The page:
Please join us in welcoming Liat Berdugo in her role as a fellowship facilitator for the 2021 Design Incubation Fellowship. As a Design Incubation Fellow in 2018, Liat worked on a proposal for her recently published book The Weaponized Camera in the Middle East (Bloomsbury/I.B.Tauris, 2021). Liat brings experience as both a public and academic scholar and has published widely in journals, magazines and other venues. During the 2021 Fellowship, Liat will work with participants who are working on writing and publishing articles.
Liat Berdugo is an assistant professor of Art + Architecture at the University of San Francisco where she investigates embodiment, labor, and militarization in relation to capitalism, technological utopianism, and the Middle East. Her writing appears in Rhizome, Temporary Art Review, Real Life, Places, and The Institute for Network Cultures, among others. Bergudo’s latest book is The Weaponized Camera in the Middle East (Bloomsbury/I.B.Tauris, 2021). She is one half of the art collective, Anxious to Make, and is the co-founder of the Living Room Light Exchange, a monthly new media art series.
More on The Weaponized Camera in the Middle East
Drawing on unprecedented access to the video archives of B’Tselem, an Israeli NGO that distributes cameras to Palestinians living in the West Bank, East Jerusalem, and the Gaza Strip, Liat Berdugo lays out an argument for a visual studies approach to videographic evidence in Israel/Palestine. Using video stills as core material, it discusses the politics of videographic evidence in Israel/Palestine by demonstrating that the conflict is one that has produced an inequality of visual rights. The book highlights visual surveillance and counter-surveillance at the citizen level, how Palestinians originally filmed to “shoot back” at Israelis, who were armed with shooting power via weapons as the occupying force. It also traces how Israeli private citizens began filming back at Palestinians with their own cameras, including personal cell phone cameras, thus creating a simultaneous, echoing counter-surveillance.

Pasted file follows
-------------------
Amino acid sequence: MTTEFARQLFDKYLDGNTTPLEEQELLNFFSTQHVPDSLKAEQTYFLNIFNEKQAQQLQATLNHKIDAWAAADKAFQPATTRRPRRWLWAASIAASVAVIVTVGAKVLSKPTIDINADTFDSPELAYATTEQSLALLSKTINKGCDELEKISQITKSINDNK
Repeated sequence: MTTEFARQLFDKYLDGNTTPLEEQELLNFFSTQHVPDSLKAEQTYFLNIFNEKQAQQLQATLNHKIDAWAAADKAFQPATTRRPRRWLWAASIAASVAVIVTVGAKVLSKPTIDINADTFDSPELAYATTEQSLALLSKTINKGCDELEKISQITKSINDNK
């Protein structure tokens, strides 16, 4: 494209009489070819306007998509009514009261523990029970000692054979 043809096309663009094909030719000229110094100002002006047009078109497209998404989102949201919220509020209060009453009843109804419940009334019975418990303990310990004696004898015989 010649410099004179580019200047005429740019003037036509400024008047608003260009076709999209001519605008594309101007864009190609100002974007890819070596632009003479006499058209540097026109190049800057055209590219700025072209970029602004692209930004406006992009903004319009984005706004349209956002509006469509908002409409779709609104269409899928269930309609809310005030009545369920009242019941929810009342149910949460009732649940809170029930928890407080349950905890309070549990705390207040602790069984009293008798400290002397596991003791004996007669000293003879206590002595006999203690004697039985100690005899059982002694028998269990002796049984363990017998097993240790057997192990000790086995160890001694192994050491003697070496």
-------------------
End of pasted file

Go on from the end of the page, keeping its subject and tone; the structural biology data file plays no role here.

Complicating the notion that visual evidence alone can secure justice, the Weaponized Camera in The Middle East asks how what is seen, but also who is seeing, affects how conflicts are visually recorded. Drawing on over 5,000 hours of footage, only a fraction of which is easily accessible to the public domain, this book offers a unique perspective on the strategies and battlegrounds of the Israel/Palestine conflict. More information about Berdugo’s work can be found at www.liatberdugo.com